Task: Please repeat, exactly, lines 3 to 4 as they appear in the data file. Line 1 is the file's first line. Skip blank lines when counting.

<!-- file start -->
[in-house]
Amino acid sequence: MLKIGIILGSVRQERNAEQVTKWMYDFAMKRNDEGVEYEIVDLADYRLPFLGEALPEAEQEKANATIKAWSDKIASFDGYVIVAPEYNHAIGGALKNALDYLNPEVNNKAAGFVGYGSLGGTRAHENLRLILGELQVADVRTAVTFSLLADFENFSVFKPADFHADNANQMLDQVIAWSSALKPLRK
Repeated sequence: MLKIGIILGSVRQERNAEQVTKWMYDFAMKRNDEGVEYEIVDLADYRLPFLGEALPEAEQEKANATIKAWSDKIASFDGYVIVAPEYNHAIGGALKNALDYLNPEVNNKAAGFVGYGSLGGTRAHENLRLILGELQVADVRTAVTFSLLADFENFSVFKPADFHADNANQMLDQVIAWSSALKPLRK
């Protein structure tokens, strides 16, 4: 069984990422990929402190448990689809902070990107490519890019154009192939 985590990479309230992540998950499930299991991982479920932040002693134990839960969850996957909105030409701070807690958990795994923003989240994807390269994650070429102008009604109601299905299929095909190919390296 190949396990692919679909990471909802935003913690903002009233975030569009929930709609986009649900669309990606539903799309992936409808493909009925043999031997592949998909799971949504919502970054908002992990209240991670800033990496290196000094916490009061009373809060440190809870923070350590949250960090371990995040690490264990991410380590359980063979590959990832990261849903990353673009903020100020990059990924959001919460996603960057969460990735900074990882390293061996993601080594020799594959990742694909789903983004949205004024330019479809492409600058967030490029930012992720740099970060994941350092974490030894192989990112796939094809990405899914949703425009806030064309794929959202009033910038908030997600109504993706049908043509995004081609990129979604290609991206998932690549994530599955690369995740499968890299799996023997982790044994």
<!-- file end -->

Repeated sequence: MLKIGIILGSVRQERNAEQVTKWMYDFAMKRNDEGVEYEIVDLADYRLPFLGEALPEAEQEKANATIKAWSDKIASFDGYVIVAPEYNHAIGGALKNALDYLNPEVNNKAAGFVGYGSLGGTRAHENLRLILGELQVADVRTAVTFSLLADFENFSVFKPADFHADNANQMLDQVIAWSSALKPLRK
């Protein structure tokens, strides 16, 4: 069984990422990929402190448990689809902070990107490519890019154009192939 985590990479309230992540998950499930299991991982479920932040002693134990839960969850996957909105030409701070807690958990795994923003989240994807390269994650070429102008009604109601299905299929095909190919390296 190949396990692919679909990471909802935003913690903002009233975030569009929930709609986009649900669309990606539903799309992936409808493909009925043999031997592949998909799971949504919502970054908002992990209240991670800033990496290196000094916490009061009373809060440190809870923070350590949250960090371990995040690490264990991410380590359980063979590959990832990261849903990353673009903020100020990059990924959001919460996603960057969460990735900074990882390293061996993601080594020799594959990742694909789903983004949205004024330019479809492409600058967030490029930012992720740099970060994941350092974490030894192989990112796939094809990405899914949703425009806030064309794929959202009033910038908030997600109504993706049908043509995004081609990129979604290609991206998932690549994530599955690369995740499968890299799996023997982790044994």